1,000 True Residents

Towards A Maxim and Measure for Startup City Success

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1000 True Fans

Years ago, Kevin Kelly published the essay: 1000 True Fans. Kelly argued that 1000 True Fans is an online creator’s baseline for success.

Kelly defines "True Fan" as someone who will give you $100 a year for your creative work. The math is simple: 1000 True Fans that pay $100 each yields $100,000. This isn’t a fortune. But it’s a respectable living. And it’s much more than many creatives earn.

But 1000 True Fans isn’t really about income. To secure 1000 True Fans, you must solve the core problems of your enterprise. To rake $100 from 1000 fans you need a way to reach many more, since most of your audience won’t convert to a paying customer.

You’ll also have to master your creative process: you must ship at least $100 worth of value per customer per year. And you must have a solution for the entire product lifecycle: design, build, sell, ship.

1000 True Fans is a basic test of competence. Your work is far from over at 1000 True Fans. But you must be pretty good to get there.

1000 True Residents

I’ve asked myself what the "1000 True Fans" would be for Startup Cities. I’m convinced it’s basically the same: 1000 True Residents.

1000 True Residents has two parts: the 1000 and the True.

Let’s first look at the 1000.

Certainly, a tiny development could reach a gentle profitability with fewer than 1000 residents. Millions of apartment buildings do it each year. And ambitious founders will reach for much higher numbers. But 1000 residents, like 1000 fans, forces a baseline level of competence across the full customer journey.

To attract 1000 residents, you need decent sales and marketing. That means you’ll need focused, understandable value props for your customers. You need the legal stuff like leases sorted out. You’ll have to make an attractive website with information like floor plans — or at least a persuasive brochure!

After closing 1000 residents, your work has only just begun. And this is where 1000 True Residents becomes a test of competence.

1000 residents are a serious logistical issue. 1000 residents are a crowd. Only about 500 people showed up for the infamous Fyre Festival... and we all know how that turned out. 1000 residents demand that you solve the core problems of urban life: sewage, electricity, water, security, transit.

At the typical U.S. rate of 1.98 cars per person, 1000 residents might mean anywhere from 500 to almost 2000 cars (a strong argument for projects to pursue less car-centric forms of development). Or it might mean 500 to 1000 bikes (although at the rate that bike fiends collect them, 1000 residents probably means 2500 bikes!). Storing all this metal is no small feat.

1000 residents make a project the size of a little town. As in a little town, there will be occasional drama. 1000 residents are a tiny but legitimate dating market, similar to a small college like Harvey Mudd. Statistically, 1000 residents starts to reach the long tail: some kids, some oldsters, and probably at least one person with special needs.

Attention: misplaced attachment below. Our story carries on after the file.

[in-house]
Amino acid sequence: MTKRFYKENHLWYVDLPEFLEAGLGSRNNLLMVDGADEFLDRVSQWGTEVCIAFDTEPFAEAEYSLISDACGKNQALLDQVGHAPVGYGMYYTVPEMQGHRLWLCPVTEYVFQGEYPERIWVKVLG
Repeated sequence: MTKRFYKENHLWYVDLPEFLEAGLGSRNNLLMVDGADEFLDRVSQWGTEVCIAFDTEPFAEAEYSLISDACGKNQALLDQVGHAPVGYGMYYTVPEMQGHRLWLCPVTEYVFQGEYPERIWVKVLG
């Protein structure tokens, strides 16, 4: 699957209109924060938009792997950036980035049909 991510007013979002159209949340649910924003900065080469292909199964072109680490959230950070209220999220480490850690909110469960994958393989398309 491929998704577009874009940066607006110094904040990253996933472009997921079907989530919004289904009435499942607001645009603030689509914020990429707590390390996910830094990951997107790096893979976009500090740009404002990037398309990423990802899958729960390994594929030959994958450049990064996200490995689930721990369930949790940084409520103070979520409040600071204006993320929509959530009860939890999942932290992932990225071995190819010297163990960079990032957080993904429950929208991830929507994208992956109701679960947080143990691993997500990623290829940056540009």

1000 residents also mean at least a few annoying people. These pathological customers will eat your time. They’ll do the city equivalent of breaking your software with their ridiculous user behavior.

In the apartment building where I live, I know our pathological customer. He refuses to pay rent. He complies with zero rules and once berated me in the elevator because I was wearing a mask. He shows up drunk in common spaces, munching pizza and shouting vaguely about women. Management hasn’t been able to evict him, because COVID. Such customers will force you to confront your product’s neighborhood’s failure modes.

Aside from being a test of competence, 1000 residents is an ambitious but achievable goal. We know it’s ambitious because if you walk around and tell people "I’m going to found a startup that builds a neighborhood for 1000 people," they’ll think you’re crazy.

Yet we know that 1000 residents is realistic because it’s quite small. Disney World manages fifty times that number of visitors on peak days. Caesar’s Palace had 700 rooms when it opened in 1966, meaning that this single hotel holds more than a 1000 people on full nights! We also know it’s achievable because there’s a startup already doing it.

A "True" Resident: Community Technology and Frontiers for Monetization

So that’s the 1000. What about the True? What makes a True Resident? For Kelly, it was $100 a year. I doubt we can be so simple with neighborhoods and cities.

I’d argue a True Resident means a person with more than one dimension of their lives connected to the community. It may mean they work and live in the area. Or they work and educate their kids there. Or they live and do most of their shopping there. You get the idea.

Why not just pick a number? Well, because the business of a neighborhood or city is so contextual.

The value of a place includes the many spillovers that surround it. I think of the value of a community as driven by what I like to call "community technology." People come for beauty or job opportunities or walkable streets. But they get that value because a community adopts relevant technologies: cobblestone roads, responsive and cheap business licensing processes, or wide tree-swept sidewalks.

More links to a community — making a resident more of a True Resident — creates more opportunities to use this technology to deliver value.

Let’s look at a simplistic example.

The national average rent for a 1-bedroom apartment is $1,500 a month. With a 12 month lease, that’s $18,000 gross revenue per year, per unit. Many residents will be couples that share a bedroom. Let’s be conservative and assume that a 1000-resident development has only 600-700 units (60-70% of residents share a room). That’s $12.6 million in lease revenue a year. These leases are analogous to baseline subscriptions: our Costco membership or our SaaS one-above-the-free-tier plan.